In Evie’s words …
Who inspires me? My girlfriends who are all starting their own businesses and doing what they love! They inspired me to do what I love. It’s never too late to follow your passion.
Best advice Go for it. If you want to try something or have a dream then give it your best shot. I don’t think there’s a downside, even if it works out differently to what you’d hoped.
Evie Farrell and her six-year-old daughter Emily stride hand in hand onto the beach in Borneo. An achingly beautiful sea stretches before them, the sand is so white it’s near blinding, and a breeze caresses the tangle of jungle beyond. There’s no-one else in sight – just mother, daughter and their wide smiles, beach hair, and bare feet.
Evie’s heart swells with the love she feels for her daughter. They’ve never been closer. She’s never felt so free, so excited by possibility. For the duo are on an 18-month Asian-travel adventure. It’s a time to reconnect, to let go of stress, to revel in the richness of shared experiences.
But they haven’t always been this way. Just a year ago Evie was drowning in the rat race, working full time, saving to renovate her home, her time with her daughter a whirl of rushed night-time kisses and weekends that felt painfully short.
A single mum since shortly after Emily was born, Evie had worked long hours in Sydney to keep them financially afloat for most of Emily’s life. Her baby was in the care of a foreign au pair. Emily spent more time with her carers than her mum.
Evie loved her job but she yearned to be with her daughter. They were managing but it didn’t feel right. Evie hated to admit, even to herself, but she often felt disconnected from her own daughter. “It just didn’t sit right with me,” Evie says. “So every three months we’d go on a holiday together – Fiji, Disneyland, Borneo. I love to travel – and that’s how we connected.”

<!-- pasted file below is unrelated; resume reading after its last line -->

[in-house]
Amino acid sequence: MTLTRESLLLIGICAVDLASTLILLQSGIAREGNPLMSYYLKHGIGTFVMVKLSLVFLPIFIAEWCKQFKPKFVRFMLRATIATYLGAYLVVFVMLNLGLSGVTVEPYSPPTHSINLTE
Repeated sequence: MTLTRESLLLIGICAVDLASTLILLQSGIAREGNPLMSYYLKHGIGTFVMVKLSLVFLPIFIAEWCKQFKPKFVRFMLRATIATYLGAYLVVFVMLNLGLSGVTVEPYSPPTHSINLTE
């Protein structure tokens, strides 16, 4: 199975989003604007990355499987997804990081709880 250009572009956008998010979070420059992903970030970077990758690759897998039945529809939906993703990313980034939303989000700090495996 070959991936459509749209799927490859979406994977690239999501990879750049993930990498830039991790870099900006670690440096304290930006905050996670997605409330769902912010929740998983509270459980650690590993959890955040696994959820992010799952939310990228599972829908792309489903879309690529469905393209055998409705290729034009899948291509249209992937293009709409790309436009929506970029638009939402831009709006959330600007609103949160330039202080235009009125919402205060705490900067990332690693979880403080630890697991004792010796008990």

Evie sometimes confided in her good friend George – someone who seemed to have it made. George had a gorgeous husband, two lovely kids, a new house. “She’d got to a real sweet spot in her life,” Evie says. Then cancer struck. George passed away within months.
“It just made me realise that we never know what’s going to happen in our lives,” Evie says. “And I realised my first priority had to be spending time with Emily.”
“It just made me realise that we never know what’s going to happen in our lives.”
But how to do this with a mortgage, and the high-cost of living in Sydney? Evie considered the money she’d been saving to renovate her house. Did she really need to keep up with the ‘Joneses’? She remembered the cheap living she’d enjoyed on her Asian holidays. And she thought – why not throw in the job, swap the rat race for the holiday lifestyle, live cheap and be with her daughter full time? The rental income would cover the mortgage and provide some spending money. And she wouldn’t need much in Asia.
Her friends didn’t take her seriously at first. When they realised she wasn’t joking they were worried, But what if you don’t like it, they asked? What happens when your money runs out? What will you do when you get back? You’ll go mad spending 24 hours a day with your daughter. But Evie didn’t share their fears. It felt right. A weight lifted from her shoulders.
It took a year of planning to get there. Evie rented out her house for 18 months. She saved more money, resigned from her job, organised distance education for Emily, planned visits with Emily’s dad.
When the day of departure arrived, they grasped hands and bounded through immigration on route to the Philippines, awash with excitement. The first few weeks passed in a whirl of beaches, swimming, snorkelling, and soaking up sun. Until Evie got an ear infection so bad that her ear drum burst.